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I'm new to PHP and I just ran across a day-wasting bug because I didn't realize that the PHP == operator does type coercion similar to Javascript.

I know that Douglas Crockford recommends never using the == operator with Javascript, and to always use the === operator.

If I code in a manner that never assumes type coercion, can I use the same advice in PHP, and never use the == operator? is it safe to always use the === operator, or are there gotchas that I need to be aware of?

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I have written several CMS and PHP frameworks doing just about every type of operation and data transformation PHP can do. I still use both == and === since they solve different problems. However, in the real world === really should be used more than it is. –  Xeoncross May 8 '12 at 0:25
    
I cant remember the last time i actually used the loose comparison versions. –  goat May 8 '12 at 0:32

3 Answers 3

up vote 7 down vote accepted

You should use === by default (to avoid the problems you just encountered) and use == when needed, as a convenience.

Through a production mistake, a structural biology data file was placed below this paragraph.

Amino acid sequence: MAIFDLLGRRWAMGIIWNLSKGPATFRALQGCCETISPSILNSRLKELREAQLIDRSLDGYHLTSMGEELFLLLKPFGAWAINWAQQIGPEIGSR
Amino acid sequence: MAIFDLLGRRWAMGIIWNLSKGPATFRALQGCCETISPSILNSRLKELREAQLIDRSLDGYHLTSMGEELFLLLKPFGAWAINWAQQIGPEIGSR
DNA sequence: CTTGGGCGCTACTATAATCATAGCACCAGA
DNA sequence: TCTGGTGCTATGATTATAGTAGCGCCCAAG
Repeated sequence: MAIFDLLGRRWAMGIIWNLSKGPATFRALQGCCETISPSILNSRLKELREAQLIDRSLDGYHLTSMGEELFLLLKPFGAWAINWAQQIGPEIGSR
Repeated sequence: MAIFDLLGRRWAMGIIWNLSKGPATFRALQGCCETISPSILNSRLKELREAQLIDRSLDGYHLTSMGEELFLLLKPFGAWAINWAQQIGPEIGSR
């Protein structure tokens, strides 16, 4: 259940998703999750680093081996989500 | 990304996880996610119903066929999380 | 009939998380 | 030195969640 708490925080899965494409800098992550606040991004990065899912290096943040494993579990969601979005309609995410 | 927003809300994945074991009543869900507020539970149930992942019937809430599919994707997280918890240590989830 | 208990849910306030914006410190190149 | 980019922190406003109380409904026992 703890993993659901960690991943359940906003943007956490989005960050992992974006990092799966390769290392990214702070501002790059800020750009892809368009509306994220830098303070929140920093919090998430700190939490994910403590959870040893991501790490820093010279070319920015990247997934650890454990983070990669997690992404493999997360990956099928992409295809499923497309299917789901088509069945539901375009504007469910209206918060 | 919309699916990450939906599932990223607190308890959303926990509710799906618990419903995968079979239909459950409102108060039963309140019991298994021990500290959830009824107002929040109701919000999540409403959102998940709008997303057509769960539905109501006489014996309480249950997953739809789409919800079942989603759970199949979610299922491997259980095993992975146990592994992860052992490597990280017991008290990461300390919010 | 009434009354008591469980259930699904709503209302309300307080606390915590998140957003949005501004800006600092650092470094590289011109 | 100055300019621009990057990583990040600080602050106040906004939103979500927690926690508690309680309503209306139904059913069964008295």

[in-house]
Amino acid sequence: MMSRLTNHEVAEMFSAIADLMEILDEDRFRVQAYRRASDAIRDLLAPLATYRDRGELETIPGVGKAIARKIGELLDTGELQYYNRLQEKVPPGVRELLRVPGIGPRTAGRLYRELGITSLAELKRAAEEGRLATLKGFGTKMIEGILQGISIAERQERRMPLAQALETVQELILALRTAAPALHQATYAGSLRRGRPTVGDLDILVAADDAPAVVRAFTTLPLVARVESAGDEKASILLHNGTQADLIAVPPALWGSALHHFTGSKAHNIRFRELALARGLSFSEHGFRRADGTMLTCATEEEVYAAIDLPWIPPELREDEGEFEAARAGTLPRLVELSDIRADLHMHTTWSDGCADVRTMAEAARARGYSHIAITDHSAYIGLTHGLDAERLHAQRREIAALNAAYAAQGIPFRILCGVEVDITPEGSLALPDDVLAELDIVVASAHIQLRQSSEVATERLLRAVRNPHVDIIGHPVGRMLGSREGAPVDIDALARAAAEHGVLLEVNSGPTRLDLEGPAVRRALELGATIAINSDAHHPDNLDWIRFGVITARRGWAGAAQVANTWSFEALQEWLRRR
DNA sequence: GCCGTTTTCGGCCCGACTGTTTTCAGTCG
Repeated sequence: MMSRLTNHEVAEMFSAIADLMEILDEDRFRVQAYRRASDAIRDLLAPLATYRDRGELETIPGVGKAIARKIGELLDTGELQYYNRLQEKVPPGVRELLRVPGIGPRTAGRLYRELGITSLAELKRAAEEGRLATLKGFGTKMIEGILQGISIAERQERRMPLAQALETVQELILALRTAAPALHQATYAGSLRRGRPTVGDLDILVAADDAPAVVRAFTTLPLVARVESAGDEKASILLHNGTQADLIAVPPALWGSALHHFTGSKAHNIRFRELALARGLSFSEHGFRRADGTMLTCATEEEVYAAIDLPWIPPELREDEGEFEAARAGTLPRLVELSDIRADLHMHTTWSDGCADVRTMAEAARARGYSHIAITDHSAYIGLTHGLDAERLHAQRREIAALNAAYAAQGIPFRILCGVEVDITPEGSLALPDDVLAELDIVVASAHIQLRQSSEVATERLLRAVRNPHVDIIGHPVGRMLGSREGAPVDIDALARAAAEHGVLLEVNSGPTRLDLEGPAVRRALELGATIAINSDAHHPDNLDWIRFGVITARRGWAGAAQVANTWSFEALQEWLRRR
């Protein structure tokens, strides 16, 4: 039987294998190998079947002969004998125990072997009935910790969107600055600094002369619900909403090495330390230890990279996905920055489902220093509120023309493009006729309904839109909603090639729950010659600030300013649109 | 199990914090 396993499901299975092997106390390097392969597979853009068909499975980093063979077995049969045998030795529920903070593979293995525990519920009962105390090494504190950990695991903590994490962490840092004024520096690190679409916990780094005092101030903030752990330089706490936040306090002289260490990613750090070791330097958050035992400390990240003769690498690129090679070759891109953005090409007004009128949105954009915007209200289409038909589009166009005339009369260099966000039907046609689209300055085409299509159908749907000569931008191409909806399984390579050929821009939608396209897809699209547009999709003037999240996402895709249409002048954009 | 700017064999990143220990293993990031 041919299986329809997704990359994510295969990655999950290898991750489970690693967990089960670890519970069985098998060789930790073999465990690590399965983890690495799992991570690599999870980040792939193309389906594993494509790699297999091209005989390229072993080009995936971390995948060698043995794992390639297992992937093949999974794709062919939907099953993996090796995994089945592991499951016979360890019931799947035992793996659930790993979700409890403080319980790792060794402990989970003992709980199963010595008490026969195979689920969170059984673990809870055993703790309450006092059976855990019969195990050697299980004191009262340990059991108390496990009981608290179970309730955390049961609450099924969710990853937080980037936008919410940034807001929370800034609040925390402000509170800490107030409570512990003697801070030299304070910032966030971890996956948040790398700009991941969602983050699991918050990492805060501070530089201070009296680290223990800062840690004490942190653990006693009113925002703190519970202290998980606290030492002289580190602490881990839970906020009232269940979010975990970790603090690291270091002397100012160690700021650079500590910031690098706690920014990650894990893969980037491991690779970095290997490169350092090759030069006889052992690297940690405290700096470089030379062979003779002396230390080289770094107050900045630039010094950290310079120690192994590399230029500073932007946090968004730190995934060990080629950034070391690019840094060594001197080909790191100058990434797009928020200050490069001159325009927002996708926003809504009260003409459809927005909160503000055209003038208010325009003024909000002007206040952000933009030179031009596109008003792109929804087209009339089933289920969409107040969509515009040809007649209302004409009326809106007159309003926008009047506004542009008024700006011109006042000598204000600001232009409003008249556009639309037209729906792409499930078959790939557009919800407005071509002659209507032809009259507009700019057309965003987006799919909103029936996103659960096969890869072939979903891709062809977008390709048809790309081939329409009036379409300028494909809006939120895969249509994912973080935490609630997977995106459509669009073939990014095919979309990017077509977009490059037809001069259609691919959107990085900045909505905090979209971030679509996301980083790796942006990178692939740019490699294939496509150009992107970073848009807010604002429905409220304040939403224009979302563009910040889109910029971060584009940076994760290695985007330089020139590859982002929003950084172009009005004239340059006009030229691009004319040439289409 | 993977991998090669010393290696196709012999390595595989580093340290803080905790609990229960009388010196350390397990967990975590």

For instance, you may be taking parameters from $_GET or similar, and a parameter might be the string true or false, vs the boolean true or false. Personally, I check everything, but there can be legitimate use cases for == if you are conscious of it, and careful with use.

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== and ===, exist for specific reasons. As you've already mentioned in your post, == does type coercion.

I come from a strongly typed programming background, and thus never require type coercion, quite like you. In this case, it is safe to always use ===.

Of course, when you do require coercion, use ==.

In case of inputs you have no control over (GET/POST parameters, API responses) you could either use == or use casting.

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var_dump('1' == 1); return bool(true) and var_dump('1' === 1); return bool(false) because they have the same value but different types. One is string and other is int.

Only use === if you know the type you are checking.

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